You need a global (or widely-scoped lexical) hash that records the pids
    that are started as keys, and the object that started it (or maybe some
    kind of closure) as values. Then in a subroutine which is triggered by
    SIGCHLD (or some other way), you would call waitpid, get the return value,
    and look it up in the global hash to see what object you are in.


    my $kid;
    while (($kid = waitpid(-1, WNOHANG)) >0) {
    die "Someone is spawning children ($kid) without telling me!"
    unless exists $global_pid{$kid};
    my $object = delete $global_pid{$kid};
    if ($object->action_pending()) {
    # action is pending on this action, so die to get out of it
    die "Something went wrong with the object you are trying to use"
    } else {
    # no object pending, don't die until next time this object is used.
    $object->hosed(1);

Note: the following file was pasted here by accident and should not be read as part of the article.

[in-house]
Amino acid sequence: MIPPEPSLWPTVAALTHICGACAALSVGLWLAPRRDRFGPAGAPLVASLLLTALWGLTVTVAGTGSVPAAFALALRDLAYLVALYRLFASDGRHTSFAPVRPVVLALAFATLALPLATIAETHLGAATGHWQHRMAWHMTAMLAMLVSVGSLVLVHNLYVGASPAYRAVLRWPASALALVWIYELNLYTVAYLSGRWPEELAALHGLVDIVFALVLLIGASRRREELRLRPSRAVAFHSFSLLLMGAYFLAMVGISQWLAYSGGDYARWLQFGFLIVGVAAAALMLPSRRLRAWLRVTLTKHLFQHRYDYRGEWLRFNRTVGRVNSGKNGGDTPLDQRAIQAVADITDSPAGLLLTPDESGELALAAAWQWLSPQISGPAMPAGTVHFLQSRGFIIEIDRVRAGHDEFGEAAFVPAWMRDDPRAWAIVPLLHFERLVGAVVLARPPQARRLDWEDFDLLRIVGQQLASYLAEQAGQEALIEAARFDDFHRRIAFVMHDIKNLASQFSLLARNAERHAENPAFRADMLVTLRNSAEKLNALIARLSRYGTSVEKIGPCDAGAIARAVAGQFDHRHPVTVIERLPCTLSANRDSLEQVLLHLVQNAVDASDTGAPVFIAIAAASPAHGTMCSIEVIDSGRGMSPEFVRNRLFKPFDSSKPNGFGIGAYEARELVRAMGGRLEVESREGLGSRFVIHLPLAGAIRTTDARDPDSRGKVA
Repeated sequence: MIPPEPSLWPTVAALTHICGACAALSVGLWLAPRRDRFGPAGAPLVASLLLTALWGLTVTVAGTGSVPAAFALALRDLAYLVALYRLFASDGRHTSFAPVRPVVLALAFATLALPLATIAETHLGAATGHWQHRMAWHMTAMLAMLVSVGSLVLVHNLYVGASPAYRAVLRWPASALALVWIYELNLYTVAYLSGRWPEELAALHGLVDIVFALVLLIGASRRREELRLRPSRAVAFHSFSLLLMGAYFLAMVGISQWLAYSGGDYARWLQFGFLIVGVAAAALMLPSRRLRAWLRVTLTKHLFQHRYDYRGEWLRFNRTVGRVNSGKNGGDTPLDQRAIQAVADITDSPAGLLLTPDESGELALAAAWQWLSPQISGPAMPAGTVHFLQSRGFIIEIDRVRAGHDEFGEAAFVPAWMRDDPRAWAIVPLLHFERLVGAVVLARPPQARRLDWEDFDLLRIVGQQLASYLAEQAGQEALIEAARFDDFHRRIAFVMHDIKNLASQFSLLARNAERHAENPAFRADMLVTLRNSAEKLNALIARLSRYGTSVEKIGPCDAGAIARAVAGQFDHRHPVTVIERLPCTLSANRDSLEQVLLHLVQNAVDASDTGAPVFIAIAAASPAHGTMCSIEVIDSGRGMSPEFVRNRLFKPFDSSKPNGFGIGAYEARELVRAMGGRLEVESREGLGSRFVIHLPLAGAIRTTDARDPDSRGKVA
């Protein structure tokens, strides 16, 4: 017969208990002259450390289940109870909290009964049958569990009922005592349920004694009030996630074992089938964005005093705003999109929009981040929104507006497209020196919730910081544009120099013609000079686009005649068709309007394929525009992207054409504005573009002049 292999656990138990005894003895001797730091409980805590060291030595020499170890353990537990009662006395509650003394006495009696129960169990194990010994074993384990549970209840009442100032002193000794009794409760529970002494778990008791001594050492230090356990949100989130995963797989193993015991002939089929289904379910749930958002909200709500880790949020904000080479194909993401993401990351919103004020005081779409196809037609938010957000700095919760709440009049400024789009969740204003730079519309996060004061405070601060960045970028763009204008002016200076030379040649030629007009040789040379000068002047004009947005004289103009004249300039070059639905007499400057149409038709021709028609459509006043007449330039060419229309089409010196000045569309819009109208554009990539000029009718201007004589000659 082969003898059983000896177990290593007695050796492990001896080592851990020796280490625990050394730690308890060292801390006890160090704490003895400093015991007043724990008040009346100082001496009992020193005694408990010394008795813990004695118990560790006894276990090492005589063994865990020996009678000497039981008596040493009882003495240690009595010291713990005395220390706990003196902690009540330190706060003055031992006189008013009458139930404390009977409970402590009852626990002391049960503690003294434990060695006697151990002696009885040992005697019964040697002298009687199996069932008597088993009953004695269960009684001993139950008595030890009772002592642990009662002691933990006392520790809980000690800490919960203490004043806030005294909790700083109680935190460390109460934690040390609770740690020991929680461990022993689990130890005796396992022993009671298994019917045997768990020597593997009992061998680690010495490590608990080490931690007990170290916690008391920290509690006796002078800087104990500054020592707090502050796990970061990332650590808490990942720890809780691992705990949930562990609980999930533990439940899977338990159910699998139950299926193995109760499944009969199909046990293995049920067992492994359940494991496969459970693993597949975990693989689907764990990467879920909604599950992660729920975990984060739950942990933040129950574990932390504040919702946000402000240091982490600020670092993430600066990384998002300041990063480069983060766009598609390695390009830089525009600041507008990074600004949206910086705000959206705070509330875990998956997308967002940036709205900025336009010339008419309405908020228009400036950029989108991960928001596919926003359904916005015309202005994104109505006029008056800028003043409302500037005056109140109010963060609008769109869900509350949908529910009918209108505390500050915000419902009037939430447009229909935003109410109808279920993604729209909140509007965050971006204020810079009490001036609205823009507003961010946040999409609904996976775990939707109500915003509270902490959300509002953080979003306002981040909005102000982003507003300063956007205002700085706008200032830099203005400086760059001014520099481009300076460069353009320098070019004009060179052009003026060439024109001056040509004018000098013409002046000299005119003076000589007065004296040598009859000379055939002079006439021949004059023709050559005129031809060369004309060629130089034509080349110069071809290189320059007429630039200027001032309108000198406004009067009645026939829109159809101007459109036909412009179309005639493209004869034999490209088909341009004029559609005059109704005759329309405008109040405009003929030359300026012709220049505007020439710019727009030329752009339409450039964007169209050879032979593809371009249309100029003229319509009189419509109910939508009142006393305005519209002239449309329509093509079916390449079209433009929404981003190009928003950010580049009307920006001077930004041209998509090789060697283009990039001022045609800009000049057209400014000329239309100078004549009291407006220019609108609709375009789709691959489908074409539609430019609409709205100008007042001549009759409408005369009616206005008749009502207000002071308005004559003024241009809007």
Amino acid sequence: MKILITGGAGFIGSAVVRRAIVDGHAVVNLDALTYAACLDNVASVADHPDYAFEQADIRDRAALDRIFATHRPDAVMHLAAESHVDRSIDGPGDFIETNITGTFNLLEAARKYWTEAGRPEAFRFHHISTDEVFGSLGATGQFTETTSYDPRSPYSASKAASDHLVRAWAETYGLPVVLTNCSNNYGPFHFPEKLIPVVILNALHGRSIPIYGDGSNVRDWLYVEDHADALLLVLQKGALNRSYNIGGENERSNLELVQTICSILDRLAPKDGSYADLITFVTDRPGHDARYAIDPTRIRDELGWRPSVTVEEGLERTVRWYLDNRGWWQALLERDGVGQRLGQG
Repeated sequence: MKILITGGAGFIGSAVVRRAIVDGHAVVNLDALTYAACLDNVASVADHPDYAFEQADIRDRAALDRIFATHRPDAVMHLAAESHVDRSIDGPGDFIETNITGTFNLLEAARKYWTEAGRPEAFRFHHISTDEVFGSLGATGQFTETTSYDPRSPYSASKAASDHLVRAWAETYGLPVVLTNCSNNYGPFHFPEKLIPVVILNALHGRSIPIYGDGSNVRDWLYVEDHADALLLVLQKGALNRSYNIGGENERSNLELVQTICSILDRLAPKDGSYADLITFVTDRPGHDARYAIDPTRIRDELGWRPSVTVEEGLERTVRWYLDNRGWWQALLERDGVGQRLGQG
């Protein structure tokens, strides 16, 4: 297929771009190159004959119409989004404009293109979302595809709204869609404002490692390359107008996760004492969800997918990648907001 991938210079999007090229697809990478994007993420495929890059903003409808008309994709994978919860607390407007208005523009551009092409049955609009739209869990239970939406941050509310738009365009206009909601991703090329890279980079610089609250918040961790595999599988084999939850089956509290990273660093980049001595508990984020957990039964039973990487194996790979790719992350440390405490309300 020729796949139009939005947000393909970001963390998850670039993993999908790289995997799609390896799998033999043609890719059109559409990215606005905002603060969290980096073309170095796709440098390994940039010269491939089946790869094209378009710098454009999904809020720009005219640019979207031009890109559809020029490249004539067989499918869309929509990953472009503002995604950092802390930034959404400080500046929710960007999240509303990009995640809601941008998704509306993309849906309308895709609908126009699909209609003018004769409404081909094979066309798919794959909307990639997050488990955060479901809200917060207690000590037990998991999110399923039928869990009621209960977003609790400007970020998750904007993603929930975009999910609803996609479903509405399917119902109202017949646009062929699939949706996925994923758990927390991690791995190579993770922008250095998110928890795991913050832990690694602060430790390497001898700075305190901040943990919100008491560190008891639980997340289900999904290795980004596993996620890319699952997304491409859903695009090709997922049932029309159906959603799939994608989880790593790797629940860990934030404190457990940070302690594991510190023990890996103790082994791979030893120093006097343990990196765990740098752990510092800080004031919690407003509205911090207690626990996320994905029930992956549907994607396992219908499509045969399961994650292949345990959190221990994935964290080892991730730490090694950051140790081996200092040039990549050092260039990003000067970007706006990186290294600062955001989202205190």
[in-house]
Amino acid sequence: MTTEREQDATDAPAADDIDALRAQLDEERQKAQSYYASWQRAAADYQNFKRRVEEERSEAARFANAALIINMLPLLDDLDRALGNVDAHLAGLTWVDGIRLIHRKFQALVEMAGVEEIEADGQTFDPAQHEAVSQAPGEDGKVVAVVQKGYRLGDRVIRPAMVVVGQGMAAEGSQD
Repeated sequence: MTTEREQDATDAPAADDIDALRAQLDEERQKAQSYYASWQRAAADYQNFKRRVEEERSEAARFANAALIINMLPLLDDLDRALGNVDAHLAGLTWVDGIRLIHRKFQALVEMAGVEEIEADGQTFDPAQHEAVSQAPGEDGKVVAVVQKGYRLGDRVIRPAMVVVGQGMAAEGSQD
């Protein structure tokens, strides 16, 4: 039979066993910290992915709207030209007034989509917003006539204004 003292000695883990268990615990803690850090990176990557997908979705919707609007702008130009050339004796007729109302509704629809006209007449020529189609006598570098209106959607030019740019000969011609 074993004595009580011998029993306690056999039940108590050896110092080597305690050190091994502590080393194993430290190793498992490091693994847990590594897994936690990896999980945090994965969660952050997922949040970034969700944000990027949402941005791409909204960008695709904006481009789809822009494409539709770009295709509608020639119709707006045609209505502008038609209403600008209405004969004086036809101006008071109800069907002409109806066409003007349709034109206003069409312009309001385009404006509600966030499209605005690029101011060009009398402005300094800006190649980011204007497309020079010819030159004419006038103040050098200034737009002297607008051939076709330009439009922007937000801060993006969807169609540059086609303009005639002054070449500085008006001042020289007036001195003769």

};
    };


    > In addtion, the method
    > is very intrusive because it requires the signal handler declaration
    > in the main module.


    Not all situations can be handled in a nice encapsulated manner. For Perl,
    at least, this is one of those situations. I don't think you will find any
    non-intrusive way to do this.


    > . I could declare a thread supervision per object (adding the line
    > threads->new(\&watch, @pid)->detach(); in the obj::new constructor)
    > but this does not run (message 'thread failed to start: goodbye cruel
    > world')


    Oh ick. Management of threading and forking are both bad enough on their
    own. Mixing them is just that much worse.

    Xho

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    , May 11, 2007
    #2